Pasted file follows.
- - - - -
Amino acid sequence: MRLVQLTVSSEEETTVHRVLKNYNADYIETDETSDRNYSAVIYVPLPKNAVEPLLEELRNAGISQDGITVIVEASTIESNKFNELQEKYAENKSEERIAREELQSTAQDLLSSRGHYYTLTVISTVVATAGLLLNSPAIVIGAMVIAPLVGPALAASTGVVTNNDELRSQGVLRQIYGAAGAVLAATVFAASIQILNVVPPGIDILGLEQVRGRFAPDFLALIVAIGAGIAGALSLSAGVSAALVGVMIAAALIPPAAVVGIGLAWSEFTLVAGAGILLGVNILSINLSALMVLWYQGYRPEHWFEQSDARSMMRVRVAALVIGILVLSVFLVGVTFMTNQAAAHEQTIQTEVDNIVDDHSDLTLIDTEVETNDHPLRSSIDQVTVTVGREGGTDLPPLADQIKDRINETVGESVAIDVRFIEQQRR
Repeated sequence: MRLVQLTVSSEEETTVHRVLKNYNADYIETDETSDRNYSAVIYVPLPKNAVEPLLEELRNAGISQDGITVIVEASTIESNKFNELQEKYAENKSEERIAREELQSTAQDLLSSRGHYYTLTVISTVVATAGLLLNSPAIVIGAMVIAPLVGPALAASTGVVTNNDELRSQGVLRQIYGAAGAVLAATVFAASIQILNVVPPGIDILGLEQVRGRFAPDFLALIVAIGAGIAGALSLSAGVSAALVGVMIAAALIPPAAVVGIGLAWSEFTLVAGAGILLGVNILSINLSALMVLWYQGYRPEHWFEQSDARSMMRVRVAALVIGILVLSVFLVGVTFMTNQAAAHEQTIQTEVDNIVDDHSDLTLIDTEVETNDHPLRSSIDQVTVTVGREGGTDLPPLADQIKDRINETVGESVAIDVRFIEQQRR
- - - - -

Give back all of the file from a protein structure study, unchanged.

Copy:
Amino acid sequence: MRLVQLTVSSEEETTVHRVLKNYNADYIETDETSDRNYSAVIYVPLPKNAVEPLLEELRNAGISQDGITVIVEASTIESNKFNELQEKYAENKSEERIAREELQSTAQDLLSSRGHYYTLTVISTVVATAGLLLNSPAIVIGAMVIAPLVGPALAASTGVVTNNDELRSQGVLRQIYGAAGAVLAATVFAASIQILNVVPPGIDILGLEQVRGRFAPDFLALIVAIGAGIAGALSLSAGVSAALVGVMIAAALIPPAAVVGIGLAWSEFTLVAGAGILLGVNILSINLSALMVLWYQGYRPEHWFEQSDARSMMRVRVAALVIGILVLSVFLVGVTFMTNQAAAHEQTIQTEVDNIVDDHSDLTLIDTEVETNDHPLRSSIDQVTVTVGREGGTDLPPLADQIKDRINETVGESVAIDVRFIEQQRR
Repeated sequence: MRLVQLTVSSEEETTVHRVLKNYNADYIETDETSDRNYSAVIYVPLPKNAVEPLLEELRNAGISQDGITVIVEASTIESNKFNELQEKYAENKSEERIAREELQSTAQDLLSSRGHYYTLTVISTVVATAGLLLNSPAIVIGAMVIAPLVGPALAASTGVVTNNDELRSQGVLRQIYGAAGAVLAATVFAASIQILNVVPPGIDILGLEQVRGRFAPDFLALIVAIGAGIAGALSLSAGVSAALVGVMIAAALIPPAAVVGIGLAWSEFTLVAGAGILLGVNILSINLSALMVLWYQGYRPEHWFEQSDARSMMRVRVAALVIGILVLSVFLVGVTFMTNQAAAHEQTIQTEVDNIVDDHSDLTLIDTEVETNDHPLRSSIDQVTVTVGREGGTDLPPLADQIKDRINETVGESVAIDVRFIEQQRR